Van Hollen has vocally opposed the GOP pension proposal, which was included in the budget blueprint that passed the House last month. He declined to comment on the closed-door talks at Blair House, which have already set off alarm bells among union leaders.

“We’re very concerned,” said Maureen Gilman, legislative and political director for the National Treasury Employees Union, noting that federal workers were hit in January with a two-year pay freeze.

“These are difficult times, and federal employees understand this,” Gilman said. “But we’d like to see some other people in the shared pot for sacrifice before anybody comes back to us for seconds.”

Hard road ahead

The proposal to change pension funding represents one of the plumpest pots of potential savings under discussion by the Biden group. The White House has not previously endorsed the idea, and a White House spokeswoman declined to comment, citing the private nature of the talks.

The issue illustrates the hard road ahead for policymakers trying to rebalance the federal budget. Participants in the Biden talks have temporarily set aside the most ideologically divisive issues, such as raising taxes and cutting entitlement benefits. But while the remaining targets are smaller, they are also guarded by a thicket of lobbyists and interest groups.

Since May 5, negotiators have focused on a list of proposed reductions to “mandatory” programs, which are financed outside the annual appropriations process. The Republican-controlled House’s budget blueprint includes $715 billion in such savings through 2021; Obama has offered $290 billion.

Negotiators have identified areas of overlap that could save as much as $200 billion over the next decade, sources familiar with the talks said, though that figure is expected to shrink as the two sides hash out details.

“We just tasked the staff with about 10 things we all agree that we had to go back and look at, things that we weren’t crazy about looking at and a lot of things they weren’t crazy about looking at,” Biden told reporters Thursday after the most recent meeting.

The potential savings include as much as $30 billion in farm subsidies, nearly $20 billion from making graduate students pay interest on college loans while still in school and $16 billion in higher premiums for private pensions insured by the federal Pension Benefit Guaranty Corp.

Airlines could face higher security fees. TV stations could be encouraged to sell under-used airwaves. And both sides want to save money by overhauling mortgage giants Fannie Mae and Freddie Mac.

Virtually every idea has a ready stable of opponents: The National Association of Broadcasters opposes voluntary broadcast spectrum sales, fearing that small stations could be pressured by deep-pocket wireless providers. Big business and organized labor both oppose higher PBGC premiums. And rural conservatives in the Senate have long protected the nation’s farmers.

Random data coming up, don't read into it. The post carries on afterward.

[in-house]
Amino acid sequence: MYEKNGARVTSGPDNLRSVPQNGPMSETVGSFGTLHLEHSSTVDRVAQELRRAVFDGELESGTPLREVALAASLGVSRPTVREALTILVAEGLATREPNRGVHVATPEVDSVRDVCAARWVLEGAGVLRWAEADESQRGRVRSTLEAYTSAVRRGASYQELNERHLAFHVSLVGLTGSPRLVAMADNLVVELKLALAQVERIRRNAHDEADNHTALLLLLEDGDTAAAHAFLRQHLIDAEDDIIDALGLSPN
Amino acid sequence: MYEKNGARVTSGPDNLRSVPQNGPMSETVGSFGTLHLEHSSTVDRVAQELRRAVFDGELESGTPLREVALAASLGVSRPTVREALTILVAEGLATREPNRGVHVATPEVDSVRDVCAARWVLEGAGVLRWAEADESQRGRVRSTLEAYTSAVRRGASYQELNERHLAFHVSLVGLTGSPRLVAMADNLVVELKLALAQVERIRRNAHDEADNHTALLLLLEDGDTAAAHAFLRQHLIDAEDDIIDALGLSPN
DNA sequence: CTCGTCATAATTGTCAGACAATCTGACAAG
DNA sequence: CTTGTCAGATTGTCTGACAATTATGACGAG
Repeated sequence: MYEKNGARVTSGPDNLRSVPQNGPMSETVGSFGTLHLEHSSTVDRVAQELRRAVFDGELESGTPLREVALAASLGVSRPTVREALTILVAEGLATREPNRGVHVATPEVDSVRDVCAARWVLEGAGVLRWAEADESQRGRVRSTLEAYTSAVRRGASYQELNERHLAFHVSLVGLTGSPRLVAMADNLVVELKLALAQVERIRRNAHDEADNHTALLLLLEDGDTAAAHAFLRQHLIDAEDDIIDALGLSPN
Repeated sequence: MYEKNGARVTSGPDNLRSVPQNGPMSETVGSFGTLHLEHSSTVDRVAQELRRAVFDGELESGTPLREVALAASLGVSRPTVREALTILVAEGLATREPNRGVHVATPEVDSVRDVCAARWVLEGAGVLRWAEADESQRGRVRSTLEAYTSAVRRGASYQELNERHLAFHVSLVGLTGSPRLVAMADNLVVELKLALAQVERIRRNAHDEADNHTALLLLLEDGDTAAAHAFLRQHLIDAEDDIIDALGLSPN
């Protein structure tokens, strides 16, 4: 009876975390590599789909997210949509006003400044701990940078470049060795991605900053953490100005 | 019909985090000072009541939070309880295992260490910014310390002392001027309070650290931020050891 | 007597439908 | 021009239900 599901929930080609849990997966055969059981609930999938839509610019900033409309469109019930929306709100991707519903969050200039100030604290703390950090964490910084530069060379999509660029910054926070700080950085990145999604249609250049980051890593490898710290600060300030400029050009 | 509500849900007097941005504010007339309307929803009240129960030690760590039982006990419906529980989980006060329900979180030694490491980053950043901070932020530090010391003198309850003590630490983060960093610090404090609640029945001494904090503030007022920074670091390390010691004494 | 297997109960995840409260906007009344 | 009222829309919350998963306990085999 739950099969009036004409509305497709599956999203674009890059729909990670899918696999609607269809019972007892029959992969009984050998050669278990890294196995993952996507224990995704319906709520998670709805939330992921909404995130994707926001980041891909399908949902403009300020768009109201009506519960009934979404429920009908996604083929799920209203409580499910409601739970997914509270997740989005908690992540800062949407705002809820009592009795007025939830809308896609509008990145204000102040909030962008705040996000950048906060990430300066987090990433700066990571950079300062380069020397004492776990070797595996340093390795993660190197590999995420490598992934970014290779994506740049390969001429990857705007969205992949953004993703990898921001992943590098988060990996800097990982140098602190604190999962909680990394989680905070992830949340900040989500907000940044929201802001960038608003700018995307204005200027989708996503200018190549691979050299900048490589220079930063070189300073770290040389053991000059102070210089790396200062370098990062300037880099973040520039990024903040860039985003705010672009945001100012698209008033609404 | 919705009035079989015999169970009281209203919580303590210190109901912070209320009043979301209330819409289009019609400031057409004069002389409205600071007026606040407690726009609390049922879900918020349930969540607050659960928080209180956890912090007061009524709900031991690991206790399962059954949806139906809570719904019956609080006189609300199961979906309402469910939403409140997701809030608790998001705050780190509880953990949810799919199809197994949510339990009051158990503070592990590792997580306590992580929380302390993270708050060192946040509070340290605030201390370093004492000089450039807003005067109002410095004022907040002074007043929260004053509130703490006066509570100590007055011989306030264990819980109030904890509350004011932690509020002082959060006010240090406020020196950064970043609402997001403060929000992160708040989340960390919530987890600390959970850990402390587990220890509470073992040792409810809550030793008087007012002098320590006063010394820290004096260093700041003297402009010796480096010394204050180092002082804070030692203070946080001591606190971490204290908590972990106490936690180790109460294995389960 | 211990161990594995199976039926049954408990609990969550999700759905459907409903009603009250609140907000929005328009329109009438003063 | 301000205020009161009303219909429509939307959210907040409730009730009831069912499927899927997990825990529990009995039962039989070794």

Changing the federal pension system is no exception. Worker advocates vow a fierce fight, arguing that the idea is driven more by partisan ideology than fiscal responsibility.

“There’s a not-so-hidden agenda to go after federal workers and the public employee unions that represent them. And we’ve seen this across the country, whether in Wisconsin or in the federal government,” said Rep. Gerald E. Connolly (D), a fiscal conservative whose Northern Virginia district is home to nearly 60,000 federal workers.

Even some Republicans are not happy with the House pension proposal. As he cast a vote for the GOP budget blueprint, Rep. Frank R. Wolf (R-Va.) said, “I regret that the . . . proposal seeks to make government service an unattractive career choice,” in part “by changing retirement plans.”

Bipartisan plan

Still, the pension proposal is hardly partisan. Third Way, a centrist Democratic think tank, promoted it in a September brief, arguing that federal workers “enjoy one of the most generous retirement plans in the country.”

Created in 1986, the system features a thrift savings program similar to a 401(k) retirement account and a traditional, defined-benefit pension, which is fast disappearing at private companies. The system provides benefits that are slightly “more generous than what most other middle-class families receive in retirement,” the brief says, but federal employees contribute strikingly little. Just $1 of every $15 paid into the pension plan, known as the Federal Employment Retirement System or FERS, comes from workers’ paychecks.

Overall, Third Way calculates that federal taxpayers are far more generous to their employees than private-sector companies, contributing 12.7 percent of payroll to retirement accounts vs. 5.3 percent in the private sector.

“Everyone should have a decent retirement system, but the match there is out of line,” said Jim Kessler, a Third Way co-founder who said he has been interested in the issue since his days as an aide to Sen. Charles E. Schumer (D-N.Y.).

“A tiny amount was taken out of my paycheck. And when I left, I kept wondering how the amount I put in could” generate such handsome benefits, he said.

House Republicans picked up Third Way’s proposal to require workers to contribute 6 percent of salary to FERS, equalizing payments with the federal government. Because workers currently contribute 0.8 percent, the change would amount to more than a 5 percent pay cut.